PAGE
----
Archive for March, 2011

The banksters taking over our country enjoy extraordinarily nice lives of caviar and cigarettes. They're insatiable greed is only surpassed by their lack of accountability. In last weeks post on shadow inventory, I came across a February story on how bankers let each other squat. It really made me angry:planet_banks

Bankers allow each other to squat

One of the most infuriating facts about shadow inventory is its epicenter: the New York MSA. Boneheads in New York think their market is immune as it is one of the few where properties still routinely trade at peak prices. Little do they know that this price stability is an illusion created by shadow inventory.

Shadow inventory to push foreclosures to new heights

by JACOB GAFFNEY -- Wednesday, February 2nd, 2011, 3:57 pm
"The shadow inventory in the New York MSA will take the longest to clear — 130[READ MORE]

Groundhog Day is one of my favorite movies. Every day is exactly the same. One of the reasons I enjoy Southern California so much is because I rarely change my outdoor plans due to the weather. Every day is beautiful. Yesterday was, and tomorrow will be as well.Irvine_World_News_Cover_clean It will feel like groundhog day here over the next few years as we work through the inventory issues. I will offer the same advice: don't buy unless you plan a long-term hold. I will say that until the number of foreclosures gets down near zero, and the backlog of unprocessed bad loans is complete. I don't know how these bad loans will be resolved. I believe foreclosure will resolve most of them, but we may see some form of principal forgiveness become more common before this crisis is truly behind us. I hope[READ MORE]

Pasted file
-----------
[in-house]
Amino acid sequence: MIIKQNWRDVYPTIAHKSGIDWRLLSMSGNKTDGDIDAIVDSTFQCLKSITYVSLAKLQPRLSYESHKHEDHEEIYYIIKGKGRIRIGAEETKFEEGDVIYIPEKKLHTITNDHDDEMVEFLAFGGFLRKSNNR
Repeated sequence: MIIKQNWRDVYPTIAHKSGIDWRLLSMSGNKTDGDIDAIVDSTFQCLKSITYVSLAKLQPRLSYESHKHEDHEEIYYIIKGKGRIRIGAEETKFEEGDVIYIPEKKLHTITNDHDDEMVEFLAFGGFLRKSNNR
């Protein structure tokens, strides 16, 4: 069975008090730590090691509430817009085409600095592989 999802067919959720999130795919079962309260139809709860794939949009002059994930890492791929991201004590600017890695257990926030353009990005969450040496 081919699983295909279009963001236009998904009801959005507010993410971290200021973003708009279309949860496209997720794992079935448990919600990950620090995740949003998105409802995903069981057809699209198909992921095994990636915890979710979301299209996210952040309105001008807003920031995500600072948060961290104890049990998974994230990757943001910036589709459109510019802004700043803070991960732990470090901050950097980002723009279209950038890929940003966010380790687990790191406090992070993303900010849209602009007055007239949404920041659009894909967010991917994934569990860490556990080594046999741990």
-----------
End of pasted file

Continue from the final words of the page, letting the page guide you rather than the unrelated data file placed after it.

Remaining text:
The need for shelter is basic as is the desire for community. In the United States, this translates into a desire to take on a very large mortgage to buy real estate. These basic human emotions drive much of the activity in real estate markets.buy_house_get_girl Most people buy because it is the right time for them. Their career, age, family circumstances all come together to push people toward ownership at different times. Some are fortunate and buy at the bottom of the real estate cycle. Some are not so fortunate and buy at the peak. The most damaging aspect of our current system is the price volatility. It capriciously rewards some and destroys others. Home price volatility creates a culture of Ponzi borrowing and dependency. The goal of government policy should be price stability, but lately it seems their goal is price maximization.

[READ MORE]

In the cleanup phase of the Great Housing Bubble, the lucky ones are those profiting from recycling the dead carcasses from yesteryear. I have been sifting through the debris in Las Vegas for about six months now. For a variety of reasons, I have been mum on my activities, but today I am going to share some anecdotes and lessons learned from my new adventure.Las_Vegas The most important of these lessons relates to the topic of today's featured article. According to the US Census Bureau, there are 167,564 houses in Nevada. That's a lot of empty homes -- which is good if you want to survive as a flipper. Occupied homes are troubles magnified. Buying them is harmful to your financial health.